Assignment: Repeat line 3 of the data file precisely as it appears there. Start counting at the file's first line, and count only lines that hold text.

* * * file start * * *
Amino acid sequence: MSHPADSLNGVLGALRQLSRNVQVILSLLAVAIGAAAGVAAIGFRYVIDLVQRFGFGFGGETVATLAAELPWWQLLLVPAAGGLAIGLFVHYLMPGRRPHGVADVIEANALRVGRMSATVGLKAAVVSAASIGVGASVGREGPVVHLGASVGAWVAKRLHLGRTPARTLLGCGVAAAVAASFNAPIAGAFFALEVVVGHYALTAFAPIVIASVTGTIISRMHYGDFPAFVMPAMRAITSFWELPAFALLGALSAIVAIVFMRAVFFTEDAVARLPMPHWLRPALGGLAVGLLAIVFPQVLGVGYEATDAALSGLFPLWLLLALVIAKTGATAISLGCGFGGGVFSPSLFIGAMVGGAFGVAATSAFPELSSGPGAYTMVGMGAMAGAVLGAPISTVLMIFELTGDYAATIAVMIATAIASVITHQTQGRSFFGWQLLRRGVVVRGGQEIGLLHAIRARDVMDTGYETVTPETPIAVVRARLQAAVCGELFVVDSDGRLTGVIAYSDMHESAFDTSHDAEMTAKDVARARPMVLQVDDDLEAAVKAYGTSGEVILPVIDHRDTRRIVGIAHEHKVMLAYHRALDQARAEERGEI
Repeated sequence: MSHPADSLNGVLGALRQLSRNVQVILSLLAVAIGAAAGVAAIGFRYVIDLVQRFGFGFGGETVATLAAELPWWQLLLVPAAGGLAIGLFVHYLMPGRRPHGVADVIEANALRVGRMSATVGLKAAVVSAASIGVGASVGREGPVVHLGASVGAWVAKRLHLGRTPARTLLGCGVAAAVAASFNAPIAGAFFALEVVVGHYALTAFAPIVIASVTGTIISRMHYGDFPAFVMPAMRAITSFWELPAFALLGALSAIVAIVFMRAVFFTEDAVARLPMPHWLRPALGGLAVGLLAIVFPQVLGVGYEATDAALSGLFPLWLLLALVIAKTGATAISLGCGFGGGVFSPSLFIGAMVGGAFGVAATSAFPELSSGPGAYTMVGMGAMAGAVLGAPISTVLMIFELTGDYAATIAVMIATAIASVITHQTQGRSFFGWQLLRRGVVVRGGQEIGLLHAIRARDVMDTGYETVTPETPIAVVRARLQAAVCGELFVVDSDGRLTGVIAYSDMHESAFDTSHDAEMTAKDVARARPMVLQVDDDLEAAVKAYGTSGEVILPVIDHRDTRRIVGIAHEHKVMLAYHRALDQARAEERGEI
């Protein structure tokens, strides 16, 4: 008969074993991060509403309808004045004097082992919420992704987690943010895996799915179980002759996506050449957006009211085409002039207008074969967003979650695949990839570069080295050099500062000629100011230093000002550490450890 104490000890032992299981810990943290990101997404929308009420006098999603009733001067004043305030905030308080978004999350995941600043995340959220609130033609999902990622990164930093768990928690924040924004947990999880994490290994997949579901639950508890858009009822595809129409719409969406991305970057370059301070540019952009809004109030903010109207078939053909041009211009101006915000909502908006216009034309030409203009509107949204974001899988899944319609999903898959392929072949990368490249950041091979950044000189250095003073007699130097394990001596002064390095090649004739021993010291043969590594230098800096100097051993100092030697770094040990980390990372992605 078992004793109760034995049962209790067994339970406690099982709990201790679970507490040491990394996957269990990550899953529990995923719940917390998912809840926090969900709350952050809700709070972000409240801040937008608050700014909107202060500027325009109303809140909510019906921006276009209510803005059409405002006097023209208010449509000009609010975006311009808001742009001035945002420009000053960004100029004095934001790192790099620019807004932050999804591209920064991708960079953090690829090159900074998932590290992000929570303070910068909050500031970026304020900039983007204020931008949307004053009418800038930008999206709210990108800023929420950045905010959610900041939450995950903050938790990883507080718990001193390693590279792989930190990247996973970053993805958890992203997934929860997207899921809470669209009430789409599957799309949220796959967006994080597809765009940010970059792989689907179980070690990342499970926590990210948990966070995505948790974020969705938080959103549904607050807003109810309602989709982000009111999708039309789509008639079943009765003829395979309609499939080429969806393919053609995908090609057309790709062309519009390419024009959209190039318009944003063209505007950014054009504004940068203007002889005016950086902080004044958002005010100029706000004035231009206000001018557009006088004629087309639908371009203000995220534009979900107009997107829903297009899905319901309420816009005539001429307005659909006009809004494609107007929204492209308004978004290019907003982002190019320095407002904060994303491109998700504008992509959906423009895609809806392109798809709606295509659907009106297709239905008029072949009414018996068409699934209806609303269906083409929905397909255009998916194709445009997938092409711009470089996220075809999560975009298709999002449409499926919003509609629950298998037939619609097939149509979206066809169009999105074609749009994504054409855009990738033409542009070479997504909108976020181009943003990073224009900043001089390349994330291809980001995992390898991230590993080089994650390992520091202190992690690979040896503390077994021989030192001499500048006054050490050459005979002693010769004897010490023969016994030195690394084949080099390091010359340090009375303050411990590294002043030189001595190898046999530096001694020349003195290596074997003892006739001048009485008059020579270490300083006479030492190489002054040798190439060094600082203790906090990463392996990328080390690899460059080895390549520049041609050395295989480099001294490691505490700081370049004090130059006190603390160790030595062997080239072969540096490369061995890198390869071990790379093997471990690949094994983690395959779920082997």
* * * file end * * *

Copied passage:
């Protein structure tokens, strides 16, 4: 008969074993991060509403309808004045004097082992919420992704987690943010895996799915179980002759996506050449957006009211085409002039207008074969967003979650695949990839570069080295050099500062000629100011230093000002550490450890 104490000890032992299981810990943290990101997404929308009420006098999603009733001067004043305030905030308080978004999350995941600043995340959220609130033609999902990622990164930093768990928690924040924004947990999880994490290994997949579901639950508890858009009822595809129409719409969406991305970057370059301070540019952009809004109030903010109207078939053909041009211009101006915000909502908006216009034309030409203009509107949204974001899988899944319609999903898959392929072949990368490249950041091979950044000189250095003073007699130097394990001596002064390095090649004739021993010291043969590594230098800096100097051993100092030697770094040990980390990372992605 078992004793109760034995049962209790067994339970406690099982709990201790679970507490040491990394996957269990990550899953529990995923719940917390998912809840926090969900709350952050809700709070972000409240801040937008608050700014909107202060500027325009109303809140909510019906921006276009209510803005059409405002006097023209208010449509000009609010975006311009808001742009001035945002420009000053960004100029004095934001790192790099620019807004932050999804591209920064991708960079953090690829090159900074998932590290992000929570303070910068909050500031970026304020900039983007204020931008949307004053009418800038930008999206709210990108800023929420950045905010959610900041939450995950903050938790990883507080718990001193390693590279792989930190990247996973970053993805958890992203997934929860997207899921809470669209009430789409599957799309949220796959967006994080597809765009940010970059792989689907179980070690990342499970926590990210948990966070995505948790974020969705938080959103549904607050807003109810309602989709982000009111999708039309789509008639079943009765003829395979309609499939080429969806393919053609995908090609057309790709062309519009390419024009959209190039318009944003063209505007950014054009504004940068203007002889005016950086902080004044958002005010100029706000004035231009206000001018557009006088004629087309639908371009203000995220534009979900107009997107829903297009899905319901309420816009005539001429307005659909006009809004494609107007929204492209308004978004290019907003982002190019320095407002904060994303491109998700504008992509959906423009895609809806392109798809709606295509659907009106297709239905008029072949009414018996068409699934209806609303269906083409929905397909255009998916194709445009997938092409711009470089996220075809999560975009298709999002449409499926919003509609629950298998037939619609097939149509979206066809169009999105074609749009994504054409855009990738033409542009070479997504909108976020181009943003990073224009900043001089390349994330291809980001995992390898991230590993080089994650390992520091202190992690690979040896503390077994021989030192001499500048006054050490050459005979002693010769004897010490023969016994030195690394084949080099390091010359340090009375303050411990590294002043030189001595190898046999530096001694020349003195290596074997003892006739001048009485008059020579270490300083006479030492190489002054040798190439060094600082203790906090990463392996990328080390690899460059080895390549520049041609050395295989480099001294490691505490700081370049004090130059006190603390160790030595062997080239072969540096490369061995890198390869071990790379093997471990690949094994983690395959779920082997």